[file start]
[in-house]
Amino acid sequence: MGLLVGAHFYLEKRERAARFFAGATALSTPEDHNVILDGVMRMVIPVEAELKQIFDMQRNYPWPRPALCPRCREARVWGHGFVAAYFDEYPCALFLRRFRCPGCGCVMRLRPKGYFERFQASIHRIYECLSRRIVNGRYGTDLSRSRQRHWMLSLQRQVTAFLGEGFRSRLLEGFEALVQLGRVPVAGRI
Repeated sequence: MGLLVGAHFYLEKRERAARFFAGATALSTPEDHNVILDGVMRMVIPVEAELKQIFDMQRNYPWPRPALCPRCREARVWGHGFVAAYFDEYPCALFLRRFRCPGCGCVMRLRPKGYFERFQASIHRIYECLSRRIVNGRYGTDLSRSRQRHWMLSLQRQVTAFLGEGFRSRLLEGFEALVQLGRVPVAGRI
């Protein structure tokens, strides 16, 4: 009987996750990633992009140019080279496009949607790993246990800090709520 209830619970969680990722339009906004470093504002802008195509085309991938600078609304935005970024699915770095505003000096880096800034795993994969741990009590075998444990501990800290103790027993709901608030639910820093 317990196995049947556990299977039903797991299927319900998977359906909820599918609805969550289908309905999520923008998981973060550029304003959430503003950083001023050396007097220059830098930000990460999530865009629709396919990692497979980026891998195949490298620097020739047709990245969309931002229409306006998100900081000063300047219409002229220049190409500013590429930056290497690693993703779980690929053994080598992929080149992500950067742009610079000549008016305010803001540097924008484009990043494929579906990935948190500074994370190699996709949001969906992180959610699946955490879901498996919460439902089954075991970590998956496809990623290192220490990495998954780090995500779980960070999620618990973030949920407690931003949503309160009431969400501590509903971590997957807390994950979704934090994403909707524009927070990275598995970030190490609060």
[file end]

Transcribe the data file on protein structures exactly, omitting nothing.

[in-house]
Amino acid sequence: MGLLVGAHFYLEKRERAARFFAGATALSTPEDHNVILDGVMRMVIPVEAELKQIFDMQRNYPWPRPALCPRCREARVWGHGFVAAYFDEYPCALFLRRFRCPGCGCVMRLRPKGYFERFQASIHRIYECLSRRIVNGRYGTDLSRSRQRHWMLSLQRQVTAFLGEGFRSRLLEGFEALVQLGRVPVAGRI
Repeated sequence: MGLLVGAHFYLEKRERAARFFAGATALSTPEDHNVILDGVMRMVIPVEAELKQIFDMQRNYPWPRPALCPRCREARVWGHGFVAAYFDEYPCALFLRRFRCPGCGCVMRLRPKGYFERFQASIHRIYECLSRRIVNGRYGTDLSRSRQRHWMLSLQRQVTAFLGEGFRSRLLEGFEALVQLGRVPVAGRI
């Protein structure tokens, strides 16, 4: 009987996750990633992009140019080279496009949607790993246990800090709520 209830619970969680990722339009906004470093504002802008195509085309991938600078609304935005970024699915770095505003000096880096800034795993994969741990009590075998444990501990800290103790027993709901608030639910820093 317990196995049947556990299977039903797991299927319900998977359906909820599918609805969550289908309905999520923008998981973060550029304003959430503003950083001023050396007097220059830098930000990460999530865009629709396919990692497979980026891998195949490298620097020739047709990245969309931002229409306006998100900081000063300047219409002229220049190409500013590429930056290497690693993703779980690929053994080598992929080149992500950067742009610079000549008016305010803001540097924008484009990043494929579906990935948190500074994370190699996709949001969906992180959610699946955490879901498996919460439902089954075991970590998956496809990623290192220490990495998954780090995500779980960070999620618990973030949920407690931003949503309160009431969400501590509903971590997957807390994950979704934090994403909707524009927070990275598995970030190490609060």